In a little more than 35 years, I’ve learned a thing or two about what makes communication practitioners successful. It’s clear to me that four competencies underlie their success. I’ll share my experience with each one of them.
Business and Financial Acumen
Understanding how organizations run is critical. If you want to build trust and take performance to new heights you need to open the books. Share information that matters to improving operating and financial results. Celebrate people when they score big.
Open book management is the purest communication philosophy I’ve worked with. It’s grounded in the notion of creating businesses of people who think and act like business owners. People in open book companies are steeped in business literacy, work daily to improve the financials and have huge amounts of financial information available to them.
Yet many communication practitioners I talk to aren’t familiar with open book management. They should learn the powerful impact open book management can have on their organizations and how that impact enables them to add measurable value.
I taught a young communication professional about open book management a few years ago. We built a new communication system in an important part of her company and taught employees how to manage the numbers. In a couple of months, on-time delivery went up 50%. Sales increased by 30%. Productivity increased 7.1%. Safety went from 13 to zero accidents.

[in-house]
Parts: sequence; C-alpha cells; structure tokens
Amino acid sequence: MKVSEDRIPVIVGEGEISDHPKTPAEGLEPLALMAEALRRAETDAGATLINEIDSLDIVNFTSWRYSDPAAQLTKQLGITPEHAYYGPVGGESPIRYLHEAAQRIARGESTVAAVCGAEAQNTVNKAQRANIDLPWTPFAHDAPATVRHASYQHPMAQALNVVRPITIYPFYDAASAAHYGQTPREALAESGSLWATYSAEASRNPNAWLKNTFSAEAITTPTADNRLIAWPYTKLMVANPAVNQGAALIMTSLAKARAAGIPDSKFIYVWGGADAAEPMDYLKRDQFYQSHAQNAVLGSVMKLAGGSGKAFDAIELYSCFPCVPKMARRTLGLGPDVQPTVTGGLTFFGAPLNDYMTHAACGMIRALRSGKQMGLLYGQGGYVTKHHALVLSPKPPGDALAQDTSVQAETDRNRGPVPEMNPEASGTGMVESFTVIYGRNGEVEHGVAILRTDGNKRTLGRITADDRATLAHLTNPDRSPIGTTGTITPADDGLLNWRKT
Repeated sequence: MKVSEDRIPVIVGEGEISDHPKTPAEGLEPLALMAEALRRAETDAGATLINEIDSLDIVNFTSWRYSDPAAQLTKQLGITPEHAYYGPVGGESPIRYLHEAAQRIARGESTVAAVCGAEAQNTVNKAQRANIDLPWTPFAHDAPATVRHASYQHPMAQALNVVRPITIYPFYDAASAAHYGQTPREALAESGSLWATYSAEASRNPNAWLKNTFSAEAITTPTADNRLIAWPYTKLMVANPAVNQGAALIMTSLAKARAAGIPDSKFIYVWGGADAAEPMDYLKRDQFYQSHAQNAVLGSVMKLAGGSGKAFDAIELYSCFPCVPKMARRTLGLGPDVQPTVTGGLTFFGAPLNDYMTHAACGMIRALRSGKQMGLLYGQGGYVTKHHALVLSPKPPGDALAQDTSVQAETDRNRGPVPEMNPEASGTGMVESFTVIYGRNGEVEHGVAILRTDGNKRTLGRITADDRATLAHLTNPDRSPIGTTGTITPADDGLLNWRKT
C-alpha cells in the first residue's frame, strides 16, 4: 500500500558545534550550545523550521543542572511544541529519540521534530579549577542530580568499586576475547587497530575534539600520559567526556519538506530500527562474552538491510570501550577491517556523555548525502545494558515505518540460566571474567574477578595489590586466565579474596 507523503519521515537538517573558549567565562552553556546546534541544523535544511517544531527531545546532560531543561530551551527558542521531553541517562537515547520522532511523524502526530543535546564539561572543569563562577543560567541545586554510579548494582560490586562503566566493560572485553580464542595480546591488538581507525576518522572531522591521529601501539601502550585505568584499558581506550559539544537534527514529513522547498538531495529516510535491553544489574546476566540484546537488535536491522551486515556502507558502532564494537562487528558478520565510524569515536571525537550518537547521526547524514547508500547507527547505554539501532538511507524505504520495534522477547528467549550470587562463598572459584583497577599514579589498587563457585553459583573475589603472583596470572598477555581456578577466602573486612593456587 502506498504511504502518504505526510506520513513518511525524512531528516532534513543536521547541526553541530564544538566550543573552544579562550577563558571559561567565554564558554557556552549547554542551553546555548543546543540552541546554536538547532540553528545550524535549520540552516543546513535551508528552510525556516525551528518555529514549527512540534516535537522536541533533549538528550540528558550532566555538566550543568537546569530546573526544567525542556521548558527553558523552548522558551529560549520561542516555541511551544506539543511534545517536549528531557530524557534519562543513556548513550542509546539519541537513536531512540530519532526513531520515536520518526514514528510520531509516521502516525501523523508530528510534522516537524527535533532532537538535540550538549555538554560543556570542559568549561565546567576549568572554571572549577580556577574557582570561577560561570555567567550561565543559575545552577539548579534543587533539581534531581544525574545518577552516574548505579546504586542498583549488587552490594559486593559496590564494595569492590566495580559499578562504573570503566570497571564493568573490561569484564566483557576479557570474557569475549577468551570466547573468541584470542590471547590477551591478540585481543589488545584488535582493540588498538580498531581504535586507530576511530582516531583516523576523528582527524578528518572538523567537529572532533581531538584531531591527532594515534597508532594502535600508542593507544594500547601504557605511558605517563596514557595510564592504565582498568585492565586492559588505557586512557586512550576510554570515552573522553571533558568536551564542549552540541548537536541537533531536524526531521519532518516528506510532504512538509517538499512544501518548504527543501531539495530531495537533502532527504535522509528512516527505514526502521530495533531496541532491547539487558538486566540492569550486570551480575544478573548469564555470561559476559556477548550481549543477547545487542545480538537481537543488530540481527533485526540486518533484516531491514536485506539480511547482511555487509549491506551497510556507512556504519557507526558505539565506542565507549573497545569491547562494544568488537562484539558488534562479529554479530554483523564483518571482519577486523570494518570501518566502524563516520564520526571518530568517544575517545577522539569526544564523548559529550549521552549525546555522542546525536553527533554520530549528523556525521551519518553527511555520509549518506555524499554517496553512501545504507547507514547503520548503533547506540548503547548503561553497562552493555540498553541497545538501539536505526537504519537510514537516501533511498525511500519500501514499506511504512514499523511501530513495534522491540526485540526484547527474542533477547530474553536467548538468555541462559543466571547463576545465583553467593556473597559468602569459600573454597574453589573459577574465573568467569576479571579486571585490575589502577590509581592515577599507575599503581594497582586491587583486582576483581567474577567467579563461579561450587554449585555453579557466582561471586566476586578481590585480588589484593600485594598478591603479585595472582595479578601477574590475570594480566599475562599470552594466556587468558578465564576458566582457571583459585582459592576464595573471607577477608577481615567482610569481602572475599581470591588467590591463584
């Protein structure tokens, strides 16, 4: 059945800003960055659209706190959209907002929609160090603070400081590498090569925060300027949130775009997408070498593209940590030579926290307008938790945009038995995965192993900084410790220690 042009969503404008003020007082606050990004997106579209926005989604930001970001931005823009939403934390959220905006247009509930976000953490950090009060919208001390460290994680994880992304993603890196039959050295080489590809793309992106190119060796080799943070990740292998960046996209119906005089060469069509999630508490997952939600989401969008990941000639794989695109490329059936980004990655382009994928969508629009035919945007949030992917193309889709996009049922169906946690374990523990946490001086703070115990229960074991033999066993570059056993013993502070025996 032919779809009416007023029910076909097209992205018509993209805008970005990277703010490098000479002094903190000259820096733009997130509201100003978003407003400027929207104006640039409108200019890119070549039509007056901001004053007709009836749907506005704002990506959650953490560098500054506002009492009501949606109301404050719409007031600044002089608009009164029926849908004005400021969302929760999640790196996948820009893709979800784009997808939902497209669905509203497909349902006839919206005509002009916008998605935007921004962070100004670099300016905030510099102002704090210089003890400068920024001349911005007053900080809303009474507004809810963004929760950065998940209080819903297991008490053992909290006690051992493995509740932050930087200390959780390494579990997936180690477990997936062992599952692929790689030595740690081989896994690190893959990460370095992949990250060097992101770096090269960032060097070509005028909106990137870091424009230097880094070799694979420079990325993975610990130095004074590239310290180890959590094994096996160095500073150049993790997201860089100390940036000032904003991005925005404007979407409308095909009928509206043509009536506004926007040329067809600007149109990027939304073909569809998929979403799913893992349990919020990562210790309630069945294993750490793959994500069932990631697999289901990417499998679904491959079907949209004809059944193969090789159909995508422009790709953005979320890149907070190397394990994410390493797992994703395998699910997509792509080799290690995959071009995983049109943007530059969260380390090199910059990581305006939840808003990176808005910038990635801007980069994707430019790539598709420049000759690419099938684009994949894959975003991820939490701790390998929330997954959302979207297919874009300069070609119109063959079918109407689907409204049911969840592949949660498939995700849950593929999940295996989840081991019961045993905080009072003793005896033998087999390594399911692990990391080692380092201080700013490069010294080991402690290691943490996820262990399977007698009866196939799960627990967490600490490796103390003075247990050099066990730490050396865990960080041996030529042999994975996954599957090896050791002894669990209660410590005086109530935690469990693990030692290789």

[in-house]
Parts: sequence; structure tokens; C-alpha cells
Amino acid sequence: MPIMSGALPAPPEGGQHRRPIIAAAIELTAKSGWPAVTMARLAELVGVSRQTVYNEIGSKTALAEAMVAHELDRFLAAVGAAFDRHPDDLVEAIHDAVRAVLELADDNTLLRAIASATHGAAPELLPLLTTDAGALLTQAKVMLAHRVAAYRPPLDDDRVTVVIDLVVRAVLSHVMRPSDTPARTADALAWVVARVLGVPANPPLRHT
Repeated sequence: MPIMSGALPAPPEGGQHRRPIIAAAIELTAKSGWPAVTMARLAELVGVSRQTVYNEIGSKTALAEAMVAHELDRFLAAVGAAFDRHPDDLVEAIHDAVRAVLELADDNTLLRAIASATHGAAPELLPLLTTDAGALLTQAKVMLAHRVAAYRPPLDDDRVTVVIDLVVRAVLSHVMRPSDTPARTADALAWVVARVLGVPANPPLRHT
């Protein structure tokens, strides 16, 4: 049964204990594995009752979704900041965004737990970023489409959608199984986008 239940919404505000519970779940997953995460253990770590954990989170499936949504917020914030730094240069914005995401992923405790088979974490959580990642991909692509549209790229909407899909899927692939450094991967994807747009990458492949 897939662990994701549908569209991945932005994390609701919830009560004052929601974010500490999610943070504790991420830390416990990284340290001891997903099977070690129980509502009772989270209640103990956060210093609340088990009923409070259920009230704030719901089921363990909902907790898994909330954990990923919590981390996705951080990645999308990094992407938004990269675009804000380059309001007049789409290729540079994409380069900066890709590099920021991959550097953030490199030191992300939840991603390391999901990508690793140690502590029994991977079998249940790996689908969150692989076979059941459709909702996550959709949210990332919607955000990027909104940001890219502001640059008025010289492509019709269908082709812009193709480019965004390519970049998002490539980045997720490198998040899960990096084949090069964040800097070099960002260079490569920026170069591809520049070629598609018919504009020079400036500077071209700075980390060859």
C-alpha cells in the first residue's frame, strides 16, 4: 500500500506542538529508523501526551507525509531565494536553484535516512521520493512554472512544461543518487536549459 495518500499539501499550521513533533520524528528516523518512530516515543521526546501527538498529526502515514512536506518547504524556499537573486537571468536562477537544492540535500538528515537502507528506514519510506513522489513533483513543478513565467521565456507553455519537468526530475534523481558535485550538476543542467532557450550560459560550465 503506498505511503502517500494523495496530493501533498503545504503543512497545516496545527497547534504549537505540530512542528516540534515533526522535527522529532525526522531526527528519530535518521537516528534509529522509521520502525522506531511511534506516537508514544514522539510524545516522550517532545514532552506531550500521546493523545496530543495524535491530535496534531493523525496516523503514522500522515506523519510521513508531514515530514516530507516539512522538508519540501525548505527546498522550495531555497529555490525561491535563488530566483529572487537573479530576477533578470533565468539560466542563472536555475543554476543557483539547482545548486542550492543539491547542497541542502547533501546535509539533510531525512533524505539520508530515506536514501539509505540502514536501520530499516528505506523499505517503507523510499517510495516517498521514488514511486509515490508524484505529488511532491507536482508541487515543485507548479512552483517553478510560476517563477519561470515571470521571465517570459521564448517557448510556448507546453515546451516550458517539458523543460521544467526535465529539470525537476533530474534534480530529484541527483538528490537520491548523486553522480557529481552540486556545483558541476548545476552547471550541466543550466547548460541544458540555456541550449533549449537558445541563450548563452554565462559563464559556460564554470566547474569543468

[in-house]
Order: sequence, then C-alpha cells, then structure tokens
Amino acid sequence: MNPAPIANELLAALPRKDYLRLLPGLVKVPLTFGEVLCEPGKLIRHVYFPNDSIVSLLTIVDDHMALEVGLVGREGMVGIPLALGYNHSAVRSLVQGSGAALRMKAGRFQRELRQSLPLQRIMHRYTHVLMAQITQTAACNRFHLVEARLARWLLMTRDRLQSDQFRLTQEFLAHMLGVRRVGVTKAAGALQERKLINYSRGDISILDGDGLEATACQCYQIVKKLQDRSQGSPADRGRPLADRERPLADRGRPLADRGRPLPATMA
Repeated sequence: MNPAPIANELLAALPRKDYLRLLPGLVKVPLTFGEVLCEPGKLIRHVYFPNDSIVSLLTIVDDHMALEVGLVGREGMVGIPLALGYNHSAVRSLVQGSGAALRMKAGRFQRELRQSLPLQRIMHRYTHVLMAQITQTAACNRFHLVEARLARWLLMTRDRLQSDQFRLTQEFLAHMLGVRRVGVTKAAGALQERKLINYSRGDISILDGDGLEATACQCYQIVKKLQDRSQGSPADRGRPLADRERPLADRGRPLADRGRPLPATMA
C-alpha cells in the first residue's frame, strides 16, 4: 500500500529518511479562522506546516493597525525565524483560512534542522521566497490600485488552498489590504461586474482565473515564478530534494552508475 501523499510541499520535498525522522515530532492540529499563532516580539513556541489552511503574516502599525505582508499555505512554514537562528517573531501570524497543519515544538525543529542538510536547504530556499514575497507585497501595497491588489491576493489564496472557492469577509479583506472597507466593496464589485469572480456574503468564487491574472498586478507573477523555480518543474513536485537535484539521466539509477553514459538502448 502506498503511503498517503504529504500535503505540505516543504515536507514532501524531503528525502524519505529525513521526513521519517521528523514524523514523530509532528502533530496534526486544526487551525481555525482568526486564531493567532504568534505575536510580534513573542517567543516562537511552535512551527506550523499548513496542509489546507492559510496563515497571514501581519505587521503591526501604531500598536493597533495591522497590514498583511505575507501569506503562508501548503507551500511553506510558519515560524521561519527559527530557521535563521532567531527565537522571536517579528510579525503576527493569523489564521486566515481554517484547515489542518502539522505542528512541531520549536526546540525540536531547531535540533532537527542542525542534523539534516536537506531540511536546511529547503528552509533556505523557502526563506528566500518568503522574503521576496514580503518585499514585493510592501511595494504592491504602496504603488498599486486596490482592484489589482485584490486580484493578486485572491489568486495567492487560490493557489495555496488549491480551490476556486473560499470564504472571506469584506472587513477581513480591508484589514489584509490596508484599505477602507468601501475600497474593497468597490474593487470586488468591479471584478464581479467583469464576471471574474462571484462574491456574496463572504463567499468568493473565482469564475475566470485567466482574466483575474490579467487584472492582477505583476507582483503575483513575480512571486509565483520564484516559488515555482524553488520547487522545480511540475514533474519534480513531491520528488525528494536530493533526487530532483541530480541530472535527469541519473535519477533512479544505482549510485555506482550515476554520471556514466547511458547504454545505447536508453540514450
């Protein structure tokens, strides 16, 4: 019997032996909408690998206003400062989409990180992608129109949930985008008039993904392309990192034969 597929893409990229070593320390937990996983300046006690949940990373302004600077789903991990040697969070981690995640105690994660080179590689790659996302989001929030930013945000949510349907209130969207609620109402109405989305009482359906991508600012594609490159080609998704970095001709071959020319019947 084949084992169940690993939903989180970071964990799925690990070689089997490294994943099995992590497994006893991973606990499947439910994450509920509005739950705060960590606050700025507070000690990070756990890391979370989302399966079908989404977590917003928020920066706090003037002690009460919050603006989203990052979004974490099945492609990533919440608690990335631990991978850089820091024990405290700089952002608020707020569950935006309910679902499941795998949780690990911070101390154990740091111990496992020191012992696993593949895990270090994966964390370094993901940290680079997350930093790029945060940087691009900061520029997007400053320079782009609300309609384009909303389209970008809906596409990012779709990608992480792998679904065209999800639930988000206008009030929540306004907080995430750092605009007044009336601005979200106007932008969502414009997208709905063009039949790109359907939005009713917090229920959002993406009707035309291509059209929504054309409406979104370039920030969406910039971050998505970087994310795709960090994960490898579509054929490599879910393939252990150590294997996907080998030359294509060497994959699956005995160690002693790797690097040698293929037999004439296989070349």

Strategic Adviser Skills
Increasingly, communication professionals are adopting a strategic adviser role that improves business results at a cost that’s less than the gains that are made. They’re removing communication breakdowns that impede organizational performance. They’re shifting from a role that focuses on distribution and activity to one that focuses on results and value.
Another communication practitioner shifted her role from a news and information distributor — the traditional role — to a strategic adviser role — one that counseled her leaders on issues related to improving business results. In her first engagement she helped the leadership team increase productivity by 8.5% and increased savings by more than $700,000. The ROI was 700%.
Strategic adviser skills help communication professionals in many ways:
- They’re able to bring a logical, fact-based set of options to their leaders.
- They can better anticipate outcomes.
- It builds business partner ownership in the problems and the solutions.
- Solutions can remove root causes that make improvements sustainable.
- It makes selling ideas better and easier.